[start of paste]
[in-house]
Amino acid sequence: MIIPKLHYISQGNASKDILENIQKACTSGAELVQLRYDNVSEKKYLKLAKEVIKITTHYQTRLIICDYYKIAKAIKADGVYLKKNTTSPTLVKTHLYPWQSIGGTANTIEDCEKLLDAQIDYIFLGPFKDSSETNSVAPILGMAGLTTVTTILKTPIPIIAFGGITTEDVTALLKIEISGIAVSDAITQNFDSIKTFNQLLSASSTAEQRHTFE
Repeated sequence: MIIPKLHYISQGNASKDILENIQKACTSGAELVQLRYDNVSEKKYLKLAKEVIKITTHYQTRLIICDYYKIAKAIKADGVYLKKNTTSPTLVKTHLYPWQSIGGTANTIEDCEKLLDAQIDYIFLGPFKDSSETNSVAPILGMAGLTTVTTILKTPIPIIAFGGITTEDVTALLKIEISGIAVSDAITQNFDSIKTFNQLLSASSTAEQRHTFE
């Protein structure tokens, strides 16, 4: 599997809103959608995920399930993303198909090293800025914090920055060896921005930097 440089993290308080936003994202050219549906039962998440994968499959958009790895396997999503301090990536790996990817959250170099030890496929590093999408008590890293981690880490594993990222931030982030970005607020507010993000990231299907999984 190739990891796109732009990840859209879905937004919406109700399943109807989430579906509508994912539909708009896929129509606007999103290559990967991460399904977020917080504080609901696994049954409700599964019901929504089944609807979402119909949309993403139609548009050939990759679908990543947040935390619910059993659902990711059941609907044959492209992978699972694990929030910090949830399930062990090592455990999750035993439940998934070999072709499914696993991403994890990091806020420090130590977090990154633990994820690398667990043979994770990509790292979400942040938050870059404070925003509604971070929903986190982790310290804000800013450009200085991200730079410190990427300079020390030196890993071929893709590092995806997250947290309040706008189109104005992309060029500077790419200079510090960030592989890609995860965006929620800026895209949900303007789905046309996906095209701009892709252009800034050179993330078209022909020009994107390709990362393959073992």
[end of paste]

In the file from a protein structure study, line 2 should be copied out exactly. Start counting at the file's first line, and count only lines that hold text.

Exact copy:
Amino acid sequence: MIIPKLHYISQGNASKDILENIQKACTSGAELVQLRYDNVSEKKYLKLAKEVIKITTHYQTRLIICDYYKIAKAIKADGVYLKKNTTSPTLVKTHLYPWQSIGGTANTIEDCEKLLDAQIDYIFLGPFKDSSETNSVAPILGMAGLTTVTTILKTPIPIIAFGGITTEDVTALLKIEISGIAVSDAITQNFDSIKTFNQLLSASSTAEQRHTFE